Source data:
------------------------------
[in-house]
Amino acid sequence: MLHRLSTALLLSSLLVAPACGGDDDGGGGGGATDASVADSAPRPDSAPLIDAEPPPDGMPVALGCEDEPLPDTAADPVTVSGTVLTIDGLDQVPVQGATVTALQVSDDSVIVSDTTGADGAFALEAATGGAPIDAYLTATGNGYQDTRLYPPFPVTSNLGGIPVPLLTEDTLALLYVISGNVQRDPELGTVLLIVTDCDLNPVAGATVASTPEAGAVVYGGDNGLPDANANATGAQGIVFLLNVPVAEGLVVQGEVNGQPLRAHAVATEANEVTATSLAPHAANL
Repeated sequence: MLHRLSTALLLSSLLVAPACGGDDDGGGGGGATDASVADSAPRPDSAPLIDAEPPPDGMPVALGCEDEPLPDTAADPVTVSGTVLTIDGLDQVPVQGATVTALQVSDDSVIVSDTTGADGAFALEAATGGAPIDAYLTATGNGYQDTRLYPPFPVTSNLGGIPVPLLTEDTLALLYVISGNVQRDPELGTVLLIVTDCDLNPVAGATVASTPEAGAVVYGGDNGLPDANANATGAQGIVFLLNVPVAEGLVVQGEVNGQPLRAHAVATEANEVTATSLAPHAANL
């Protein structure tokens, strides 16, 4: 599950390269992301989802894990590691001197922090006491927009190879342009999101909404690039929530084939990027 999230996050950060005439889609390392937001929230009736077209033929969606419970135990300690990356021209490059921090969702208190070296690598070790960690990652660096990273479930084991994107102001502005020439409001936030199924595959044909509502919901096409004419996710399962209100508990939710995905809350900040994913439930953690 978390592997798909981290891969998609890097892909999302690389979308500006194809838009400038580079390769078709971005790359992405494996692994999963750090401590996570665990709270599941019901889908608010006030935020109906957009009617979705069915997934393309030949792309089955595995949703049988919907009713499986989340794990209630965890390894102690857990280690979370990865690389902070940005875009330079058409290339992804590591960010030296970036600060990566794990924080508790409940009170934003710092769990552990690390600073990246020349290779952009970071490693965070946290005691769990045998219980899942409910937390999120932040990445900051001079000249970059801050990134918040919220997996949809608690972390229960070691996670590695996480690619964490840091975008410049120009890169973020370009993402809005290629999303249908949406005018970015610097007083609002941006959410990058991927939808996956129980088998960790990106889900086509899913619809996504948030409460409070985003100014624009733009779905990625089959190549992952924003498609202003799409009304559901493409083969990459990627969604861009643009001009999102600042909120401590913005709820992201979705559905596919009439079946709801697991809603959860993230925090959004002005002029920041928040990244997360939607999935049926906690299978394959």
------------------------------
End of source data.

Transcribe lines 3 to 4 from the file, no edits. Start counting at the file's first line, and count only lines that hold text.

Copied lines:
Repeated sequence: MLHRLSTALLLSSLLVAPACGGDDDGGGGGGATDASVADSAPRPDSAPLIDAEPPPDGMPVALGCEDEPLPDTAADPVTVSGTVLTIDGLDQVPVQGATVTALQVSDDSVIVSDTTGADGAFALEAATGGAPIDAYLTATGNGYQDTRLYPPFPVTSNLGGIPVPLLTEDTLALLYVISGNVQRDPELGTVLLIVTDCDLNPVAGATVASTPEAGAVVYGGDNGLPDANANATGAQGIVFLLNVPVAEGLVVQGEVNGQPLRAHAVATEANEVTATSLAPHAANL
């Protein structure tokens, strides 16, 4: 599950390269992301989802894990590691001197922090006491927009190879342009999101909404690039929530084939990027 999230996050950060005439889609390392937001929230009736077209033929969606419970135990300690990356021209490059921090969702208190070296690598070790960690990652660096990273479930084991994107102001502005020439409001936030199924595959044909509502919901096409004419996710399962209100508990939710995905809350900040994913439930953690 978390592997798909981290891969998609890097892909999302690389979308500006194809838009400038580079390769078709971005790359992405494996692994999963750090401590996570665990709270599941019901889908608010006030935020109906957009009617979705069915997934393309030949792309089955595995949703049988919907009713499986989340794990209630965890390894102690857990280690979370990865690389902070940005875009330079058409290339992804590591960010030296970036600060990566794990924080508790409940009170934003710092769990552990690390600073990246020349290779952009970071490693965070946290005691769990045998219980899942409910937390999120932040990445900051001079000249970059801050990134918040919220997996949809608690972390229960070691996670590695996480690619964490840091975008410049120009890169973020370009993402809005290629999303249908949406005018970015610097007083609002941006959410990058991927939808996956129980088998960790990106889900086509899913619809996504948030409460409070985003100014624009733009779905990625089959190549992952924003498609202003799409009304559901493409083969990459990627969604861009643009001009999102600042909120401590913005709820992201979705559905596919009439079946709801697991809603959860993230925090959004002005002029920041928040990244997360939607999935049926906690299978394959």